The announcement made in the World last month of the new sound-reproducing instrument and recording medium perfected for the market by the Brunswick-Balke-Collender Co. naturally aroused wide interest in trade circles, and this interest was further heightened when shortly thereafter the Brunswick Co. gave a demonstration of the new instrument, called the “Panatrope,” at the Eastern headquarters of the company in New York City, where there was a large gathering of newspapermen and prominent members of the trade.
The demonstration served to convince those privileged to witness it that there was still room for some wonderful development in the phonograph, and that that instrument had not by any means run its course as a factor for entertainment and education...
In carrying on the demonstration, a number of selected records were played on the standard Brunswick phonograph... and then played on the Panatrope... The difference in tone quality, and particularly in volume, was striking, for it is possible on the latter instrument to step up the volume according to desire, a control being provided which permits of five degrees of amplification. The reproduction of both vocal and instrumental selections on the Panatrope appeared to make a strong impression on those who witnessed the demonstration. The first record demonstrated, particularly when placed on the Panatrope after having been played on the ordinary machine, proved a genuine surprise to the audience and was received with much applause.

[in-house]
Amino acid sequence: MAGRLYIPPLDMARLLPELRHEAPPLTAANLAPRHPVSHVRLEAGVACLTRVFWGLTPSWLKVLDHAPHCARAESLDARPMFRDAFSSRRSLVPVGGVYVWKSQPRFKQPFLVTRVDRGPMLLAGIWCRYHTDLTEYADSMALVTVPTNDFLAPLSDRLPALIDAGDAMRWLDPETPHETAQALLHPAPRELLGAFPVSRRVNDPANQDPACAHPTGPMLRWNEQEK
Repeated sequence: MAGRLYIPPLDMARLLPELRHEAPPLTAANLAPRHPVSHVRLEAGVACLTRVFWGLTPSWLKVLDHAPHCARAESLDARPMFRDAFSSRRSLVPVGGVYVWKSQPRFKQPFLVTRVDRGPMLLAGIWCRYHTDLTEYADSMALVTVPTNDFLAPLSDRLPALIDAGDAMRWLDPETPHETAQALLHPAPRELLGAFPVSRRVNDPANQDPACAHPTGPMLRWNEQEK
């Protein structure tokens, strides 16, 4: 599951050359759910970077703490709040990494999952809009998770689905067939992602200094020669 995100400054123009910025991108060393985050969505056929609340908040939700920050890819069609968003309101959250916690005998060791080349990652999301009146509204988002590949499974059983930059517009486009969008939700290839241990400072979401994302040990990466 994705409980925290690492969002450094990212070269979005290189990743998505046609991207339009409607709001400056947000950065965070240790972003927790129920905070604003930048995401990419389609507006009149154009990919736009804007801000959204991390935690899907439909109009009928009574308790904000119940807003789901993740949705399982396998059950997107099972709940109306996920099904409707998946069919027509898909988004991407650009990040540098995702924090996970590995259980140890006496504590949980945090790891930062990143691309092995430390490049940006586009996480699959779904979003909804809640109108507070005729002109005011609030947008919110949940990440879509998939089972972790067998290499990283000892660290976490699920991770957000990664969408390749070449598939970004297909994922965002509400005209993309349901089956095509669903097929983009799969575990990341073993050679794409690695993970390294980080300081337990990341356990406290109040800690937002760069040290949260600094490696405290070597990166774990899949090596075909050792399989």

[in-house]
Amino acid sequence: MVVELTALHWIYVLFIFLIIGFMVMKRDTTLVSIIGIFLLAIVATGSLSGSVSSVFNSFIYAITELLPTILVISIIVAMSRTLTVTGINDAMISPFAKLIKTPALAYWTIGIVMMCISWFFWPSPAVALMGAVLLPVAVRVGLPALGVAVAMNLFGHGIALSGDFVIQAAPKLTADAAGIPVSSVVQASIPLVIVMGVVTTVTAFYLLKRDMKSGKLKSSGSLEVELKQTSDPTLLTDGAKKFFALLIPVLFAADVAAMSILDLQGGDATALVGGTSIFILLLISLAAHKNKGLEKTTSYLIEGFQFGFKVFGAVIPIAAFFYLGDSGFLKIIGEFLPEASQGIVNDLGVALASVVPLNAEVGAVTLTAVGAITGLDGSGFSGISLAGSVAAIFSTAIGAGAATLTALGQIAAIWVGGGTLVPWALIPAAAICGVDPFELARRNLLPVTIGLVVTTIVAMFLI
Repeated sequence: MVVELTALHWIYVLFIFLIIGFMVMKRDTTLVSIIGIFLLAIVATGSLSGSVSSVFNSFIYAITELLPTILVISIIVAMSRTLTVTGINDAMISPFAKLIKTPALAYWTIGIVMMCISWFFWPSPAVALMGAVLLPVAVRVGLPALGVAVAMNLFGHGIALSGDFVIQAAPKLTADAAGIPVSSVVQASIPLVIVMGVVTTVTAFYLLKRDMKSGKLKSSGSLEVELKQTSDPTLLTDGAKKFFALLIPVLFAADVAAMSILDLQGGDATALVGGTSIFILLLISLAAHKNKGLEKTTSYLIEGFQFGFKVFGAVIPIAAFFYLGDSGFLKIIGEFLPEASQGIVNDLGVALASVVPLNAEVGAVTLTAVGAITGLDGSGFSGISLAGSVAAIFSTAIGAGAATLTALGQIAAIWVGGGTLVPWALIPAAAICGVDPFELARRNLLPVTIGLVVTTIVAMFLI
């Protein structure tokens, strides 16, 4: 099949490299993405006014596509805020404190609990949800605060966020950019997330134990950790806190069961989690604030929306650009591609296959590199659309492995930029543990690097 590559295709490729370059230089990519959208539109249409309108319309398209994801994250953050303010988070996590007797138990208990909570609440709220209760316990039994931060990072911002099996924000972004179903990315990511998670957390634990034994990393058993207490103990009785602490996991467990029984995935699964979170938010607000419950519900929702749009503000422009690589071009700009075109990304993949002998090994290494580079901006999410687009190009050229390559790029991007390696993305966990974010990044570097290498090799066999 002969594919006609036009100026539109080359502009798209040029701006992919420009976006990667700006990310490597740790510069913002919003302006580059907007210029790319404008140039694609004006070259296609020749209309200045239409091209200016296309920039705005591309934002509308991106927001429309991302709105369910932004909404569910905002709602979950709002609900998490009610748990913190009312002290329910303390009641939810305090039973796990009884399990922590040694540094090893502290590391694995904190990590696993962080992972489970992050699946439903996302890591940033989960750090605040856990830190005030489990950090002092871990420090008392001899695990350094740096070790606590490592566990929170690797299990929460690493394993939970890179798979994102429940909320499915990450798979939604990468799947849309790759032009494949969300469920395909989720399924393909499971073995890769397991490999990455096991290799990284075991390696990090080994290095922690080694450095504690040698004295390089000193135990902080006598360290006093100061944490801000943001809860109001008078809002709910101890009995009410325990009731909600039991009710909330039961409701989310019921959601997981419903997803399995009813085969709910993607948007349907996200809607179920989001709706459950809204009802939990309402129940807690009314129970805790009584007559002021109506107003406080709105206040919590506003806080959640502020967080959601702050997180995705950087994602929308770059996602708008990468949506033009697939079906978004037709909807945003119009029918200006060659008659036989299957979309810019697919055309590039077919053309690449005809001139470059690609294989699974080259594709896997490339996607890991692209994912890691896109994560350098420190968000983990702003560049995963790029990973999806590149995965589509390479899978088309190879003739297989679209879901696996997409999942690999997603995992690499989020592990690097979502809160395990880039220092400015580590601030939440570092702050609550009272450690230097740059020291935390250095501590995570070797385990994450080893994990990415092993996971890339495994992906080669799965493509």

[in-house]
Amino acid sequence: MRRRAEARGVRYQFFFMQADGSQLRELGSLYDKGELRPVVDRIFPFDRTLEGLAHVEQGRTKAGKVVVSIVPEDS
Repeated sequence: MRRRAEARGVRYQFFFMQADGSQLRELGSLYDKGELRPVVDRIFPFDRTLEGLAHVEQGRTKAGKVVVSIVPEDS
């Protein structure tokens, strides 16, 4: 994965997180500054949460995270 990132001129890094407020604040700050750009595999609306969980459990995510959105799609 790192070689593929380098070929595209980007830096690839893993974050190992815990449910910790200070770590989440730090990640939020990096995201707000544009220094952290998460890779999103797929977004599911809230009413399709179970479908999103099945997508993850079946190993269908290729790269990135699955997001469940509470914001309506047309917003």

At the start of the proceedings, H.A. Beach, Eastern manager of the phonograph division of the Brunswick Co., made a brief address outlining the purpose of the demonstration and then introducing Ralph H. Townsend, one of the engineers of the Brunswick Co., who has been largely responsible for the development of the new recording method and the new reproducing instrument, and who explained some of the details of the Panatrope.
Following the demonstration, D. P. Pieri, radio expert with the Brunswick Co., went into further details regarding the features of the instrument, explaining that it was not designed to compete with or replace radio, but rather to help it. He explained that the outstanding features of the new development were: first, electrical recording by a new process; secondly, magnetic reproduction; third, the use of a cone made of paper and operated by electrical impulses in place of the usual horn, which he declared was now obsolete; and fourth, the inclusion of a special jack by means of which any radio may be attached to the Panatrope, the cone of which acts as an ideal loud speaker...
In reproducing the records made by the electrical recording process, and which in appearance resemble the ordinary type of records, the soundbox is replaced by a special unit in which a needle of the ordinary type is inserted. This needle, it was explained, picks up the mechanical vibrations from the record and through the medium of a reed and suitable magnets in the reproducing unit transforms the mechanical vibrations into electrical impulses. These impulses are amplified through the use of radio tubes, and sent out into the air through the medium of the cone. The instrument is, in a general sense, a combination of the principles of the radio and the phonograph...
A further article on the new recording process, titled “Brunswick Electrical Recording,” was written by Elmer C. Nelson and published in the October 1925 issue of The Phonograph Monthly Review. At this time Nelson was Manager of Brunswick’s Boston branch. This article reads:
The record lover marvels at the difference between the record of today and that of five years ago, and is told that the new record is made by an “electrical” process. Electrical recording is an achievement of the highest possible significance to every man, woman and child, interested in home, happiness, fun and progress. It marks a milestone in mankind’s advance through the ages in search of the beautiful in sound.